A Census Bureau report released today has confirmed what many of us already suspected: poverty is skyrocketing in the United States. 15 percent of Americans are living below the poverty line. To put that number into perspective, 15 percent amounts to 46.2 million people, the “highest number in the 52 years the Census Bureau has been tracking it,” according to a Census Bureau staff person quoted in the New York Times.
Other indicators point to the same overall trend. Median household income is down, especially for those at the bottom of the income ladder. Inequality is up, with the gap between the 10th and 90th income percentile now the highest on record. Nearly one in six Americans lacks health insurance.
Center on Budget and Policy Priorities president Robert Greenstein helpfully reminds us that, dismal as these numbers are, “level of hardship would have been much worse if not for key federal programs such as unemployment insurance, the Earned Income Tax Credit, food stamps, and Medicaid.”
As the debate in Washington over deficit reduction intensifies, Greenstein stresses the importance of protecting programs such as these. Don’t be fooled by politicians who insist that slashing programs that help the poor is the only way to get our fiscal house in order. The truth is that, while such cuts are indeed one means of reducing the deficit, there are by no means the only effective means. Greenstein explains:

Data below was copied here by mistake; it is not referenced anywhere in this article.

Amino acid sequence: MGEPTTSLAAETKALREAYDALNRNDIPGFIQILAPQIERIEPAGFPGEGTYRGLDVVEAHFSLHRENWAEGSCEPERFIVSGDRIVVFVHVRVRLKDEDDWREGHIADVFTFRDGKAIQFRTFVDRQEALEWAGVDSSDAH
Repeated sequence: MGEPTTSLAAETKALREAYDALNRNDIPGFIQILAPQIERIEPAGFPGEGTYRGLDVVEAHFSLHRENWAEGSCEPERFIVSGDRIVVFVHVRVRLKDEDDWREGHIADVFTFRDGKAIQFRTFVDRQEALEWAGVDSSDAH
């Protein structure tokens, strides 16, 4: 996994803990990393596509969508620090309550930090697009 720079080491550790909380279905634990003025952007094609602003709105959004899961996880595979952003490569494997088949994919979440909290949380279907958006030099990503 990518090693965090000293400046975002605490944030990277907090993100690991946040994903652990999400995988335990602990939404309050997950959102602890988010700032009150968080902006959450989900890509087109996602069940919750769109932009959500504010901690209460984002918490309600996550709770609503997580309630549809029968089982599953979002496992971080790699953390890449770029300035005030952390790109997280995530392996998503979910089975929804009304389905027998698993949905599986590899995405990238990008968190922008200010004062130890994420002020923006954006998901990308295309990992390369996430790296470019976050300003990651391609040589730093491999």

Policymakers can choose a different path, as the three major federal deficit-reduction packages of the last two decades — those in 1990, 1993, and 1997 — demonstrate. Those measures reduced poverty and inequality even as they shrank deficits substantially, as a result of increases in the EITC (in the 1990 and 1993 packages) and food stamps (in the 1993 package), the creation of CHIP (in the 1997 package), and the protection of low-income assistance generally. The United States already has higher degrees of poverty and inequality than most other Western industrialized nations. Deficit reduction need not make these problems more severe.
The complete statement from Greenstein is available here.